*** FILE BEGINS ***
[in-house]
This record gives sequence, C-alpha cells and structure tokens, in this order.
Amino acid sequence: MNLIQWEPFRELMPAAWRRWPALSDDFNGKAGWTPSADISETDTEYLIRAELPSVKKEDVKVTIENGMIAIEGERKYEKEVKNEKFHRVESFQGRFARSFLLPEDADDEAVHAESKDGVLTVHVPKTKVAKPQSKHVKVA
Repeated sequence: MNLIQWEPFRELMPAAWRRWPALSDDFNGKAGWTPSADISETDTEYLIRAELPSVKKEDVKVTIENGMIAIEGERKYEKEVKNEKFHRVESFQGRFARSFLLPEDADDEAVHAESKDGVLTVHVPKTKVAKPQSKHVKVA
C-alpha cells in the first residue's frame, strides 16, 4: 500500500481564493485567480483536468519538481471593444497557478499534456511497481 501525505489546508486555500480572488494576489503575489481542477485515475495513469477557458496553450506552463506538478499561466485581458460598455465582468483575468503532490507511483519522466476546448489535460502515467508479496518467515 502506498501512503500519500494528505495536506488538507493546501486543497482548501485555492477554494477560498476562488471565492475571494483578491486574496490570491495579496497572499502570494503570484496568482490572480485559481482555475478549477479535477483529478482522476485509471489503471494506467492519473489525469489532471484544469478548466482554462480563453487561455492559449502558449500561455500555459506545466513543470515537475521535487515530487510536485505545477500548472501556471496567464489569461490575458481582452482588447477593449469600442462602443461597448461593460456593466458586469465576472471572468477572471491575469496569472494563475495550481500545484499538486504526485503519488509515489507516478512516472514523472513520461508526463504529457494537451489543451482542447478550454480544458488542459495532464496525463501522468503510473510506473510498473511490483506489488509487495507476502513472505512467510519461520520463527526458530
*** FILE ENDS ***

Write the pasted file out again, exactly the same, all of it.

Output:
[in-house]
This record gives sequence, C-alpha cells and structure tokens, in this order.
Amino acid sequence: MNLIQWEPFRELMPAAWRRWPALSDDFNGKAGWTPSADISETDTEYLIRAELPSVKKEDVKVTIENGMIAIEGERKYEKEVKNEKFHRVESFQGRFARSFLLPEDADDEAVHAESKDGVLTVHVPKTKVAKPQSKHVKVA
Repeated sequence: MNLIQWEPFRELMPAAWRRWPALSDDFNGKAGWTPSADISETDTEYLIRAELPSVKKEDVKVTIENGMIAIEGERKYEKEVKNEKFHRVESFQGRFARSFLLPEDADDEAVHAESKDGVLTVHVPKTKVAKPQSKHVKVA
C-alpha cells in the first residue's frame, strides 16, 4: 500500500481564493485567480483536468519538481471593444497557478499534456511497481 501525505489546508486555500480572488494576489503575489481542477485515475495513469477557458496553450506552463506538478499561466485581458460598455465582468483575468503532490507511483519522466476546448489535460502515467508479496518467515 502506498501512503500519500494528505495536506488538507493546501486543497482548501485555492477554494477560498476562488471565492475571494483578491486574496490570491495579496497572499502570494503570484496568482490572480485559481482555475478549477479535477483529478482522476485509471489503471494506467492519473489525469489532471484544469478548466482554462480563453487561455492559449502558449500561455500555459506545466513543470515537475521535487515530487510536485505545477500548472501556471496567464489569461490575458481582452482588447477593449469600442462602443461597448461593460456593466458586469465576472471572468477572471491575469496569472494563475495550481500545484499538486504526485503519488509515489507516478512516472514523472513520461508526463504529457494537451489543451482542447478550454480544458488542459495532464496525463501522468503510473510506473510498473511490483506489488509487495507476502513472505512467510519461520520463527526458530